IRS regulations require non-profits to make their Form 990 information returns and Form 1023 Application for Recognition of Tax Exemption available for public inspection and/or via mail.
Public Inspection Requirements
In general, any organization that files a Form 990 (including Form 990-EZ, Form 990-PF, etc.) must make its three most recent Form 990's and its Form 1023 available for public inspection without charge at its principal place of business. All parts of the return, schedules and attachments must be made available during regular business hours at the organization's principal office and at any regional offices having 3 or more employees (organizations that are not private foundations do not have to make contributor names and addresses available). The organization's application for recognition of exemption (Form 1023 or Form 1024) must also be made available, unless the application was submitted prior to July 15, 1987, and the organization did not have a copy of its original application on Jul 15, 1987.
The organization may have a staff member present in the room during the public inspection. However, the organization must allow the visitor to take notes freely during the inspection. If the visitor makes an in-person request for copies of the documents, the organization may require prepayment of reasonable fees (see below) but must generally provide the copies on the same day as the request was made. If the visitor brings his/her own copying equipment to the place of inspection, the organization must allow the visitor to make copies on site free of charge.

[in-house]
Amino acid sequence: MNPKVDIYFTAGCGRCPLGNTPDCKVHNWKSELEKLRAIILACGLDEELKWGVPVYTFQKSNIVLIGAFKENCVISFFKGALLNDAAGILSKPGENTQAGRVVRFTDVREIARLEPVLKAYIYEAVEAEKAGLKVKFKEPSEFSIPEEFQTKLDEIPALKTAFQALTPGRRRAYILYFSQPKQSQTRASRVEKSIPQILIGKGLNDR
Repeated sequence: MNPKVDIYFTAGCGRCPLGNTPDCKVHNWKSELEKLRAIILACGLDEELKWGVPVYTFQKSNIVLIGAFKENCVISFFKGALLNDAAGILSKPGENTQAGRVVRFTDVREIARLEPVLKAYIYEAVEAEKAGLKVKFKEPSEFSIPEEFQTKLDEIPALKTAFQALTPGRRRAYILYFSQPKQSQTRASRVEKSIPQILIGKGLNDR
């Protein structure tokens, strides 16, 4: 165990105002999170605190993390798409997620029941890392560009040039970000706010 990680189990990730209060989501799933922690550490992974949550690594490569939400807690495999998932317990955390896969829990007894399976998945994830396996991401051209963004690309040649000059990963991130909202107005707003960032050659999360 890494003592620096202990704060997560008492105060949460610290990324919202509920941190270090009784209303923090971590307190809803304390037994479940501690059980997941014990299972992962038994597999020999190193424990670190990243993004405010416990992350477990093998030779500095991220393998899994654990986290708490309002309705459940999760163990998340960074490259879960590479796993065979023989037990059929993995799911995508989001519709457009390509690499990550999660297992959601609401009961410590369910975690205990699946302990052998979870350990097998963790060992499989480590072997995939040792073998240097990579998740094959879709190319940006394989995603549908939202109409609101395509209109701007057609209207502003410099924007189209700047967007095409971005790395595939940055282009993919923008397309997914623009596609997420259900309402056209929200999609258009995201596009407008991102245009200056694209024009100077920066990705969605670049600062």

Requests for Copies
In addition to the public inspection requirements, all tax-exempt organizations, including private foundations, will have to provide copies of their Form 1023 and their three most recent Form 990's upon request. Copies of all schedules, attachments and supporting documents filed with these forms must also be provided, except for the names and addresses of contributors to the organization (for organizations that are not private foundations). An organization does not have to provide a copy of its Form 1023 if that form was filed prior to July 15, 1987, unless the organization had a copy of the application on July 15, 1987. Also, an organization that has not yet been recognized as tax-exempt is not required to provide a copy of its pending Form 1023.
Allowable Charges and Timeliness of Responses to Requests for Documents
The organization may charge "reasonable fees" for copying (not to exceed IRS fees for the same materials, currently $1.00 for the first page and $.15 for each subsequent page), plus actual postage costs, but may not charge any additional fees. An organization may require that the fees be prepaid before copies are provided.